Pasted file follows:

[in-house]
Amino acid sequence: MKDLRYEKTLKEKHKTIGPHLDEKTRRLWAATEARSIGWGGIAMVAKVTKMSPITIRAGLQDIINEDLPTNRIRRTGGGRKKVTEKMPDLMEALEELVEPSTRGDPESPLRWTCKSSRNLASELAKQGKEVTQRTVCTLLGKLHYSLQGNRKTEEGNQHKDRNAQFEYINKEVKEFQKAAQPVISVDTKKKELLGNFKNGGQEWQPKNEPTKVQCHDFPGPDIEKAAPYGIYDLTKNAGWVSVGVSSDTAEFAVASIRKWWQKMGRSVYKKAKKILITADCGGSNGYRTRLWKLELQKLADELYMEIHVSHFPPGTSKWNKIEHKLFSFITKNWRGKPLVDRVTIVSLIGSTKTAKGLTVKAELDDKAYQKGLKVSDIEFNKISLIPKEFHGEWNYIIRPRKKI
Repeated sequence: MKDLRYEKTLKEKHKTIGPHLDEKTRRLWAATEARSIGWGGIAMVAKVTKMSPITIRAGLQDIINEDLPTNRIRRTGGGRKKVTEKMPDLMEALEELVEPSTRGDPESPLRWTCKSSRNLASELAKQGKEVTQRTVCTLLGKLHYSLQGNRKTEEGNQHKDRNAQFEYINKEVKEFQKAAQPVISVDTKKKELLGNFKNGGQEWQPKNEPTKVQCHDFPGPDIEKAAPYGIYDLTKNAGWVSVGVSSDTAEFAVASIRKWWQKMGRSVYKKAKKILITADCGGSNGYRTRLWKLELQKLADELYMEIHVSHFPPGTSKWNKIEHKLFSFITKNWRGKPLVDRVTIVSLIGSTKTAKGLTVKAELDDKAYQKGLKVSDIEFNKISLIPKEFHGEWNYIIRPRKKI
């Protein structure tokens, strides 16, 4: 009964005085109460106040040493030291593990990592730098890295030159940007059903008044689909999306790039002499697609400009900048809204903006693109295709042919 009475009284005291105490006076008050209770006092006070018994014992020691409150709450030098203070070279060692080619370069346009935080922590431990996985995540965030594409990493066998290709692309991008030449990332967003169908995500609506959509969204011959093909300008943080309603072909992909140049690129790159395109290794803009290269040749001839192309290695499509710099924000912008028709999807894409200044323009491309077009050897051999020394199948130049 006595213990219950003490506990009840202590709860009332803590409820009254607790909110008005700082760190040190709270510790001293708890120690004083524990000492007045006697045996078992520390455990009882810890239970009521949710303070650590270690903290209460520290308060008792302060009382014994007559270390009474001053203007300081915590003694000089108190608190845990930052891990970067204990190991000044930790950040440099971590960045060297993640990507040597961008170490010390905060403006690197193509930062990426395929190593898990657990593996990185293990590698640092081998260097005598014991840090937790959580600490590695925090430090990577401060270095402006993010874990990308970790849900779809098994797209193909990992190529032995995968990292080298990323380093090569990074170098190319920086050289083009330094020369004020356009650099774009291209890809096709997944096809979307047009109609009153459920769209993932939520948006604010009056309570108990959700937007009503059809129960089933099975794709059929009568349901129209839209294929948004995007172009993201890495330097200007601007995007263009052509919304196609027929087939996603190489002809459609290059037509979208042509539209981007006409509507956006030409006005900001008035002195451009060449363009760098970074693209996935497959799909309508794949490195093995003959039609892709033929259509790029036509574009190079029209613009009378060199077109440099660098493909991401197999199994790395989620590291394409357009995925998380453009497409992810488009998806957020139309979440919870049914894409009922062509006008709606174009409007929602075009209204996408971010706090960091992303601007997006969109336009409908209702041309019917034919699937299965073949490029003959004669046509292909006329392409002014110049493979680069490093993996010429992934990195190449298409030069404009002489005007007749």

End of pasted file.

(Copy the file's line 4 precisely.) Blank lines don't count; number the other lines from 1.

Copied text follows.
């Protein structure tokens, strides 16, 4: 009964005085109460106040040493030291593990990592730098890295030159940007059903008044689909999306790039002499697609400009900048809204903006693109295709042919 009475009284005291105490006076008050209770006092006070018994014992020691409150709450030098203070070279060692080619370069346009935080922590431990996985995540965030594409990493066998290709692309991008030449990332967003169908995500609506959509969204011959093909300008943080309603072909992909140049690129790159395109290794803009290269040749001839192309290695499509710099924000912008028709999807894409200044323009491309077009050897051999020394199948130049 006595213990219950003490506990009840202590709860009332803590409820009254607790909110008005700082760190040190709270510790001293708890120690004083524990000492007045006697045996078992520390455990009882810890239970009521949710303070650590270690903290209460520290308060008792302060009382014994007559270390009474001053203007300081915590003694000089108190608190845990930052891990970067204990190991000044930790950040440099971590960045060297993640990507040597961008170490010390905060403006690197193509930062990426395929190593898990657990593996990185293990590698640092081998260097005598014991840090937790959580600490590695925090430090990577401060270095402006993010874990990308970790849900779809098994797209193909990992190529032995995968990292080298990323380093090569990074170098190319920086050289083009330094020369004020356009650099774009291209890809096709997944096809979307047009109609009153459920769209993932939520948006604010009056309570108990959700937007009503059809129960089933099975794709059929009568349901129209839209294929948004995007172009993201890495330097200007601007995007263009052509919304196609027929087939996603190489002809459609290059037509979208042509539209981007006409509507956006030409006005900001008035002195451009060449363009760098970074693209996935497959799909309508794949490195093995003959039609892709033929259509790029036509574009190079029209613009009378060199077109440099660098493909991401197999199994790395989620590291394409357009995925998380453009497409992810488009998806957020139309979440919870049914894409009922062509006008709606174009409007929602075009209204996408971010706090960091992303601007997006969109336009409908209702041309019917034919699937299965073949490029003959004669046509292909006329392409002014110049493979680069490093993996010429992934990195190449298409030069404009002489005007007749």